Cigliutti agrees the state must take a stronger line. “We are very concerned about the increase of impunity and violence,” which he felt was almost “endorsed by the authorities.”

He plucked out one recent example from Argentina — an offensive op-ed written by the archbishop of La Plata, Héctor Aguer — to back up his point.

Aguer, writing in the La Plata newspaper El Día, wrote that “there is fornication ‘against nature,’ now endorsed by the iniquitous laws which have destroyed the natural reality of marriage and are based on the negation of the concept of nature and the notion of natural law,” going on to condemn homosexuality as “unnatural.”

Cigliutti said the government’s reaction, a complaint to the National Institute against Discrimination, Xenophobia and Racism (INADI), was insufficient.

“The state should continue its actions against these immense setbacks to achievements regarding basic human rights. However, on the contrary, we have our authorities talking about the ‘dirty war’ and referring to old concepts that we assumed had been overcome.”

Activists emphasize that crimes against the LGBTI community stand out in their brutality and cruelty.
“Marcela Chocobar was brutally killed, dismembered, burnt. Almost only her head was left,” said Rachid, recalling the case of the young trans woman who was found murdered back in March.

The IACHR report underlines brutality, saying that lifeless bodies of victims often show signs of torture and mutilation of the genitalia.

According to the CHA report, in Argentina the murder of 25 LGBTI persons was reported between 2011 and 2013. In 2014, seven LGBT persons were killed, compared to five the previous years. The organization also noted that while there were fewer killings of gay men in 2014 in their records, killings of trans persons in the same 12 months doubled in comparison to the previous year. And in October 2015, three trans women were killed in just a month.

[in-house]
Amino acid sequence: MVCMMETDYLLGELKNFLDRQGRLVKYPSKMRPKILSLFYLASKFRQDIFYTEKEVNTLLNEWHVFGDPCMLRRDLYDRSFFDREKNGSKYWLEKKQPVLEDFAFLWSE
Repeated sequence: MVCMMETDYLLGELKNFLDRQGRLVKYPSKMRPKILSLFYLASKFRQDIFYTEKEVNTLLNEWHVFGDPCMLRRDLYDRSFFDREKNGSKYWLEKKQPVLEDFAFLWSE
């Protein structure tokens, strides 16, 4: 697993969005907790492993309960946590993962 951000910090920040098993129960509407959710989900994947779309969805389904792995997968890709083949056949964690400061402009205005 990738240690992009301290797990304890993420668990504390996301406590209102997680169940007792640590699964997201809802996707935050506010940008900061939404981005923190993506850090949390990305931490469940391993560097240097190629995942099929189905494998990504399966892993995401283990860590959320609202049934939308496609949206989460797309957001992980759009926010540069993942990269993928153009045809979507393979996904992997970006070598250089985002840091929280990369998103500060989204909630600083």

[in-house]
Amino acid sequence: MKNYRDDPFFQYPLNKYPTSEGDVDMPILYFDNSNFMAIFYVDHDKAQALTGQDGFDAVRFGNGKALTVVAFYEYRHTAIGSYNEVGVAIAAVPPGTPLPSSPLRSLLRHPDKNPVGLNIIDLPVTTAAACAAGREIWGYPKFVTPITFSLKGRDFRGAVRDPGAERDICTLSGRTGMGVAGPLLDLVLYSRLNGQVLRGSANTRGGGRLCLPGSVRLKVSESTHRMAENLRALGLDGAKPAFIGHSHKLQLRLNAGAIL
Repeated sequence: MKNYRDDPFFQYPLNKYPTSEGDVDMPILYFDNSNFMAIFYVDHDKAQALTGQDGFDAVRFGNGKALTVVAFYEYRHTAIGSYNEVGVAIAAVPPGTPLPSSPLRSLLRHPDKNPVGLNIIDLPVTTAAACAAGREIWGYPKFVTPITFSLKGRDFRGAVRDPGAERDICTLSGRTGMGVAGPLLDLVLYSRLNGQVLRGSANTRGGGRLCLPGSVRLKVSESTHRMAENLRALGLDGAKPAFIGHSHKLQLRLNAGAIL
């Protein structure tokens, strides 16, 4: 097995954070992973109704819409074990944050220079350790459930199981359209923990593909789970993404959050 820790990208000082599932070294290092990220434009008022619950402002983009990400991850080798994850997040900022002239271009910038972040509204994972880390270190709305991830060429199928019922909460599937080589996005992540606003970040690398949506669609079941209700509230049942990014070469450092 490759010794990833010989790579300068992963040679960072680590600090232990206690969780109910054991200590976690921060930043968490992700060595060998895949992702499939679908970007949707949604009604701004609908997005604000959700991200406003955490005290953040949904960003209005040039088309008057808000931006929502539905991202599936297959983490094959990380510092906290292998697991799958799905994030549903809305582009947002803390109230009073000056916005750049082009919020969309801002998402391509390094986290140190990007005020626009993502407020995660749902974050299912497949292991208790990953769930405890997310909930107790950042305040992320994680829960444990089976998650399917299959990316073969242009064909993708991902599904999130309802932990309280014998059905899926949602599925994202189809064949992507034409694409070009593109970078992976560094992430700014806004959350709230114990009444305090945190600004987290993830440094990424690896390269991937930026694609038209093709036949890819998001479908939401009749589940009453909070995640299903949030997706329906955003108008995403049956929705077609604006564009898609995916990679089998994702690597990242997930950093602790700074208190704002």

Transgender women experience an even greater risk of aggression than other LGBTI people, the IACHR and local NGOs report. The Argentine Transvestite Transsexual Transgender Association (ATTA) knows of at least 13 homicides of transgender, transexual or cross-dressing persons in 2015 alone.

“Trans persons are the most vulnerable sector … their basic human rights are being violated. Even after significant advances, they still have a very low average lifespan in comparison to the rest of the population, and too few are able to finish secondary school or have a formal job,” Rachid stressed.

Statistics back up those claims. The IACHR report found that the average lifespan of a trans person in the region is just 40 years of age. In Argentina, life expectancy for the average citizen is 76.3 years, according to the World Health Organization.

Almost all the NGOs consulted agreed that the police response to anti-LGBT violence is unsatisfactory, with a majority saying that law enforcement was “hostile” or “indifferent” to reported attacks. As a consequence, the IACHR report adds, there is a significant underreporting of acts of violence against LGBTI persons.

Citing “eleven OAS member states” that “maintain laws criminalizing private, consensual, adult sexual activity,” the body argues that such legislation contributes to stigmatization of minorities. Urging those states to repeal these laws, the IACHR said Argentine legislation was among the most progressive in the region.

In 2012, Formosa was the last province to abolish a penal code which explicitly criminalized homosexuality and cross-dressing. However, there are still some offences on the books that are often used by the security forces to persecute LGBTIQ persons, activists say. The IACHR agrees, acknowledging that some police officers use particular statutes “to penalize, harass and persecute” LGBT persons.

“(Such) classifications are left to the discretion of police officers or judges to determine. Sometimes, expressions of affect or trans people just walking on the streets can be interpreted as an indecent assault,” Rachid complained.

Source – Buenos Aires Herald